How to Avoid Litigation with a 401k Plan Participant Appeal of a Benefit Claim Decision
The thought of a going through a 401k plan participant appeal process for a prior benefit claim decision should concern all 401k committee members. The Employee Retirement Income Security Act (ERISA), requires plan sponsors to exercise prudence when handling the benefit claims and during the appeal process. To make sure you are fulfilling your fiduciary duty as required under the law, it is best to first be aware of the requirements? Knowing and following the requirements is the cleanest way to avoid litigation when a plan participant files a benefit claim or appeals a benefit claim decision.
Every Retirement Benefits Committee will work on participant claims and for some of those claims, there is liable to be a follow-up 401k plan participant appeal to work through. The Employee Retirement Income Security Act (ERISA), the law that governs workplace retirement plans, requires plan sponsors to be prudent when handling the benefit claims and during the 403b or 401k plan participant appeal process. To make sure you are fulfilling your fiduciary duty as required under the law, it is best to first be aware of the requirements. Knowing and following the requirements is the cleanest way to avoid litigation when a plan participant files a benefit claim or appeals a benefit claim decision.
So how do you do that? For starters, the plan documents, including the Summary Plan Description (SPD) — the document that explains how the plan works and its benefits — should clearly explain to participants how to file a benefits claim, and if necessary, how to appeal a denied claim. The steps should be easy for participants to understand and follow.
Keep in mind, retirement plans or the sponsoring company may not charge filing fees or costs for filing claims and appeals. Generally, plan fiduciaries and 401k committees must evaluate and decide on claims within 90 days (or 180 days if an extension applies). If a claim is denied, the plan must notify the participant in writing, in plain language, including a specific reason why the claim was denied. It helps to reference the plan provisions on which the decision was based. If more information is needed to review the claim, the letter must state that, as well as what supplemental information is needed and why. The notice must also explain the plan’s procedures and deadlines for submitting an appeal for full review.
Plan fiduciaries have 60 days to review an appeal (120 if an extension applies, and longer in special situations). In addition, they must provide — at no cost to the participant — all requested copies of documents, records and other information relevant to the claim. If the appeal is denied, the plan’s fiduciaries must send a written notice, again, written in plain language that’s easy to understand that details the reasons the appeal was denied and the plan provisions on which the decision was based. The letter must also describe available voluntary appeal levels and the participant’s right to seek judicial review.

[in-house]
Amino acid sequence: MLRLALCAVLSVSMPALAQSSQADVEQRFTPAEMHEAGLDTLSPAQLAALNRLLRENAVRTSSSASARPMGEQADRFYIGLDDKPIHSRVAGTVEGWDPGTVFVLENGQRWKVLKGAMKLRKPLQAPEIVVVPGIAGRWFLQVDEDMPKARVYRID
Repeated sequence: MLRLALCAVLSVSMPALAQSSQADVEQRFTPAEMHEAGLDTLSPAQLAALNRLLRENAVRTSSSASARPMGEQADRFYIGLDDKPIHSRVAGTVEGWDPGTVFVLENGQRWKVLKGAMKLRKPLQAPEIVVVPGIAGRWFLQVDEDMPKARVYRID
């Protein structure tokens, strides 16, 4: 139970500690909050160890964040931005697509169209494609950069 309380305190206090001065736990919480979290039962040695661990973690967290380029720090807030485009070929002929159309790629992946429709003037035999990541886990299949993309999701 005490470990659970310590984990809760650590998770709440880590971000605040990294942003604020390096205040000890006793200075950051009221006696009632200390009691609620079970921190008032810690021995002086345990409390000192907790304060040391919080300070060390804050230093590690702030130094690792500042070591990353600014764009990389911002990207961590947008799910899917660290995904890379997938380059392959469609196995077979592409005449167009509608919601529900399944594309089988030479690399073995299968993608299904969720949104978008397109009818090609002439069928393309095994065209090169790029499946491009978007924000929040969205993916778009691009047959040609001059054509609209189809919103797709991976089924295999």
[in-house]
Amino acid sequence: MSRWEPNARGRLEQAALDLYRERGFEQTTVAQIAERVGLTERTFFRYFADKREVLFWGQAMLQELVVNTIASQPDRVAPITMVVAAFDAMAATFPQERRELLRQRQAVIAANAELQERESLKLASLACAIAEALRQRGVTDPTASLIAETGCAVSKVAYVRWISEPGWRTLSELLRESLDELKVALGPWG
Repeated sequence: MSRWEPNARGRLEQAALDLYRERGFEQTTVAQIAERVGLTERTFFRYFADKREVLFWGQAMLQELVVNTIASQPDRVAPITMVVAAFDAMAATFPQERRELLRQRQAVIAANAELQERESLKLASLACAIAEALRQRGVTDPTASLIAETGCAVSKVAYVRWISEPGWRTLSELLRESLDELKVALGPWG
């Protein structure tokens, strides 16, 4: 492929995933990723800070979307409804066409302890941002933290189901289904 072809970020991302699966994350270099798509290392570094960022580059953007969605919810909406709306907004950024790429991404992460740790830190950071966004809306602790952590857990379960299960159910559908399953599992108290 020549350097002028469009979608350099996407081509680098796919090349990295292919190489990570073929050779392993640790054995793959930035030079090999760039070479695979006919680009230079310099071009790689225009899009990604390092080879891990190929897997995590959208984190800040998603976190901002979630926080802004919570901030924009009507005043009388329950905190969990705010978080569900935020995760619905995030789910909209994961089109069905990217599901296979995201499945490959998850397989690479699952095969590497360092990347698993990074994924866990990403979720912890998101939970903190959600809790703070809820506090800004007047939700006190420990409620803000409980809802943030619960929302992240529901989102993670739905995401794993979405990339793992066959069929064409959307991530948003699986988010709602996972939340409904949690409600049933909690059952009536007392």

Beyond adhering to ERISA requirements, it’s important for sponsors to clearly communicate the claims process to participants and follow it. Retirement plan participants may not initiate a lawsuit until all other claim remedy procedures have been exhausted. Vanguard’s best practices guide for fiduciaries recommends that plan sponsors consider adding a provision in their plan document that clearly spells out limitations for initiating benefits claims lawsuits under the plan. ERISA does not provide an explicit statute of limitations on benefits claims lawsuits. However, as noted in the best practices guide, recent court decisions support a timeframe for limitations that is 1. reasonable, 2. may begin prior to the plan’s claims appeal process, and 3. doesn’t conflict with any other controlling statute. Competent ERISA Counsel can be a valuable asset when navigating statutes and a knowledgeable Third Party Administrator (TPA) can help with the process.
While we recognize that addressing benefit claims and a 403b plan or a 401k plan participant appeal may not be the most riveting of topics, we do know that understanding these rules can help a 401k retirement committee or a benefits committee to keep the plan in compliance. Following ERISA requirements on the prudent handling of claims and appeals not only enables plan sponsors to confidently fulfill their fiduciary responsibilities, it will also help fiduciaries to do right by participants. This will ultimately help them to know how to avoid litigation with their retirement plans.
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